Limits...
Fluorescence of dyes in solutions with high absorbance. Inner filter effect correction.

Fonin AV, Sulatskaya AI, Kuznetsova IM, Turoverov KK - PLoS ONE (2014)

Bottom Line: Furthermore, high-concentration solutions (high absorbance) are inherent condition in studying of the photophysical properties of fluorescent dyes and the functionally significant interactions of biological macromolecules.We proposed an easy to use method to correct the experimentally recorded total fluorescence intensity and showed that informative component of fluorescence intensity numerically equals to the product of the absorbance and the fluorescence quantum yield of the object.It was experimentally shown for NATA fluorescence in the wide range of absorbance (at least up to 60).

View Article: PubMed Central - PubMed

Affiliation: Laboratory for Structural dynamics, Stability and Protein folding, Institute of Cytology Russian Academy of Science, St. Petersburg, Russia.

ABSTRACT
Fluorescence is a proven tool in all fields of knowledge, including biology and medicine. A significant obstacle in its use is the nonlinearity of the dependence of the fluorescence intensity on fluorophore concentration that is caused by the so-called primary inner filter effect. The existing methods for correcting the fluorescence intensity are hard to implement in practice; thus, it is generally considered best to use dilute solutions. We showed that correction must be performed always. Furthermore, high-concentration solutions (high absorbance) are inherent condition in studying of the photophysical properties of fluorescent dyes and the functionally significant interactions of biological macromolecules. We proposed an easy to use method to correct the experimentally recorded total fluorescence intensity and showed that informative component of fluorescence intensity numerically equals to the product of the absorbance and the fluorescence quantum yield of the object. It is shown that if dye molecules do not interact with each other and there is no reabsorption (as for NATA) and spectrofluorimeter provides the proportionality of the detected fluorescence intensity to the part of the absorbed light (that is possible for spectrofluorimeter with horizontal slits) then the dependence of experimentally detected total fluorescence intensity of the dye on its absorbance coincides with the calculated dependence and the correction factor for eliminating the primary inner filter effect can be calculated on the basis of solution absorbance. It was experimentally shown for NATA fluorescence in the wide range of absorbance (at least up to 60). For ATTO-425, which fluorescence and absorption spectra overlap, the elimination of the primary and secondary filter effects and additional spectral analysis allow to conclude that the most probable reason of the deviation of experimentally detected fluorescence intensity dependence on solution absorbance from the calculated dependence is the dye molecules self-quenching, which accompanies resonance radiationless excitation energy transfer.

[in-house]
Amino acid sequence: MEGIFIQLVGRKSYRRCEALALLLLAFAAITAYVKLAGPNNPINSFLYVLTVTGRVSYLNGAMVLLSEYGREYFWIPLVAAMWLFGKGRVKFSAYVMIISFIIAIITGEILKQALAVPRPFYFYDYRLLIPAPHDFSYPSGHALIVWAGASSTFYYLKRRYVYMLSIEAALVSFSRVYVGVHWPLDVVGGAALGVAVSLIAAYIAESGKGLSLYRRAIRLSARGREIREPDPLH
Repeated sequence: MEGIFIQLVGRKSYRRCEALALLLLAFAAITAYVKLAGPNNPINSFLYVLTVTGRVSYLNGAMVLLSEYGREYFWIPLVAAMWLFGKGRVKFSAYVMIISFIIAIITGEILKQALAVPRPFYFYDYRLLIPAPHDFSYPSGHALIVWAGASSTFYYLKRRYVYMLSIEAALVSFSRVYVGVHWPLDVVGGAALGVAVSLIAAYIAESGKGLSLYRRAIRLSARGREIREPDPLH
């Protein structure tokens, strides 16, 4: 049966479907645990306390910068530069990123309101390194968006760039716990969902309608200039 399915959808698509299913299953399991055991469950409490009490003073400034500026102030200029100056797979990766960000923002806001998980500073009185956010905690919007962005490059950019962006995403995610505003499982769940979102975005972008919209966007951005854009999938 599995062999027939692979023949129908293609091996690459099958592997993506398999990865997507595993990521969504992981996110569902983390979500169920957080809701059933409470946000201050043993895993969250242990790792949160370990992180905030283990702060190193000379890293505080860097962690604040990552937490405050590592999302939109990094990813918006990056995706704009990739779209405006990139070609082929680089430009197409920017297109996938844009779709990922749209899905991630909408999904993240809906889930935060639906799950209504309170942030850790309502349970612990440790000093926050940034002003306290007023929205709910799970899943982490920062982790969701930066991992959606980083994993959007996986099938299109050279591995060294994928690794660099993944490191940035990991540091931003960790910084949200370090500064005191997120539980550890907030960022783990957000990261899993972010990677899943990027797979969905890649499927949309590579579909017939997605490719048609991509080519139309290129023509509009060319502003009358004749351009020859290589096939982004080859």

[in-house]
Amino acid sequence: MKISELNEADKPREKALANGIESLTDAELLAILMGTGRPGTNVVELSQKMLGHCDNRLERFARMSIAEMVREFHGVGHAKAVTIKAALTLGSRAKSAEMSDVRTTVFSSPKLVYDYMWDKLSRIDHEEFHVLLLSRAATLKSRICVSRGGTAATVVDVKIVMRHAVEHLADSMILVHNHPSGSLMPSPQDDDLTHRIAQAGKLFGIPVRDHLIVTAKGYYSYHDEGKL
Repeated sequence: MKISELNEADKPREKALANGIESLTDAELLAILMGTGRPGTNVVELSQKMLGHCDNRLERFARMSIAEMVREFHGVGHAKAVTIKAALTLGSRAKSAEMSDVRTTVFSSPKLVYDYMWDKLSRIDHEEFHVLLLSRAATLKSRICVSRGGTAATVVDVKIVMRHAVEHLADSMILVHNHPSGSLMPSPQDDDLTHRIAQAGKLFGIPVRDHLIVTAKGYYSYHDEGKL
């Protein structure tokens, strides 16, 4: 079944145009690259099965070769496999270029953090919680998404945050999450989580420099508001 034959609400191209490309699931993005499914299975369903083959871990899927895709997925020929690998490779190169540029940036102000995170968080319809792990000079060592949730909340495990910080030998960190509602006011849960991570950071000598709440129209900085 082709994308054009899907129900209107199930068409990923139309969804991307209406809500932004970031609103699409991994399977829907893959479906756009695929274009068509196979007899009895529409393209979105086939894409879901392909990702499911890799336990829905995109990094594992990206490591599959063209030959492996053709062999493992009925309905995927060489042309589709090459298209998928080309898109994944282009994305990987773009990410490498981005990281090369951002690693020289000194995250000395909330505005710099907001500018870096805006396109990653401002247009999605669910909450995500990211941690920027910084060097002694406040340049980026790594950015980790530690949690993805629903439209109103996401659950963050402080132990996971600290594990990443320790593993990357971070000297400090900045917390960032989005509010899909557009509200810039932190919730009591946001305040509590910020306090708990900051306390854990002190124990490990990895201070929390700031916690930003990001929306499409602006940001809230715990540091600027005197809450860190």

Show MeSH

Related in: MedlinePlus

The dependences of the total fluorescence intensity of N-acetyl tryptophan amide (NATA) on its absorbance.Curve 1 (solid line) represents the fluorescence intensity that was calculated according to Eq. 2; the circles on the curve represent the fluorescence intensity values recorded by the Cary Eclipse (Agilent Technologies, Australia) spectrofluorimeter. Curves 2 and 3 represent the fluorescence intensity recorded by a homemade spectrofluorimeter [20] and by a Fluorolog-3 (Horiba, Japan) spectrofluorimeter, respectively. The straight line F = 2.303AFLq is tangent to curves 1, 2 and 3 at AFL = 0. Here k′ is chosen so that k′I0 = 1, and consequently  numerically equals to q at . The inset represents the dependence of W on AFL calculated by Eq. 4 (curve 1) and determined experimentally for the homemade spectrofluorimeter (curve 2). For this plot, dyes with different fluorescence quantum yields were used: quinine sulfate (q = 0.52 [36], green circles) and NATA (q = 0.14 [21] red circles).
© Copyright Policy
Related In: Results  -  Collection

License
getmorefigures.php?uid=PMC4114876&req=5

pone-0103878-g001: The dependences of the total fluorescence intensity of N-acetyl tryptophan amide (NATA) on its absorbance.Curve 1 (solid line) represents the fluorescence intensity that was calculated according to Eq. 2; the circles on the curve represent the fluorescence intensity values recorded by the Cary Eclipse (Agilent Technologies, Australia) spectrofluorimeter. Curves 2 and 3 represent the fluorescence intensity recorded by a homemade spectrofluorimeter [20] and by a Fluorolog-3 (Horiba, Japan) spectrofluorimeter, respectively. The straight line F = 2.303AFLq is tangent to curves 1, 2 and 3 at AFL = 0. Here k′ is chosen so that k′I0 = 1, and consequently numerically equals to q at . The inset represents the dependence of W on AFL calculated by Eq. 4 (curve 1) and determined experimentally for the homemade spectrofluorimeter (curve 2). For this plot, dyes with different fluorescence quantum yields were used: quinine sulfate (q = 0.52 [36], green circles) and NATA (q = 0.14 [21] red circles).

Mentions: In the simplest case (AABS = 0, i = 1), AΣ = AFL, and consequently, Eq. 1 will become the following [2]:(2)It is easy to show that fluorescence intensity of a solution can be presented as a linear function of AFL with a slope of q (Figure 1):(3)Here, W is a correction factor:(4)which tends to 2.303 as .